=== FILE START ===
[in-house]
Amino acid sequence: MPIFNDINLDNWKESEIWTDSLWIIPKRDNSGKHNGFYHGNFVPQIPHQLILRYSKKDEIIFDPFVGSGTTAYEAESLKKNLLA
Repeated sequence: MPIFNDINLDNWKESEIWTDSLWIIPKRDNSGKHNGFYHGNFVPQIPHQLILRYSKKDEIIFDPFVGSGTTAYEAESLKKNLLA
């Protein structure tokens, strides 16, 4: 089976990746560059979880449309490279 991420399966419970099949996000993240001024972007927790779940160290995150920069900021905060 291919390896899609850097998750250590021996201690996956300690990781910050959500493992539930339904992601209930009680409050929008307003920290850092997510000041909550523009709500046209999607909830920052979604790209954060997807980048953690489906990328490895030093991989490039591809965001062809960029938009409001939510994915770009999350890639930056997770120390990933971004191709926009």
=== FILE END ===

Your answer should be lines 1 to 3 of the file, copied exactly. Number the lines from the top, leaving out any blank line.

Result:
[in-house]
Amino acid sequence: MPIFNDINLDNWKESEIWTDSLWIIPKRDNSGKHNGFYHGNFVPQIPHQLILRYSKKDEIIFDPFVGSGTTAYEAESLKKNLLA
Repeated sequence: MPIFNDINLDNWKESEIWTDSLWIIPKRDNSGKHNGFYHGNFVPQIPHQLILRYSKKDEIIFDPFVGSGTTAYEAESLKKNLLA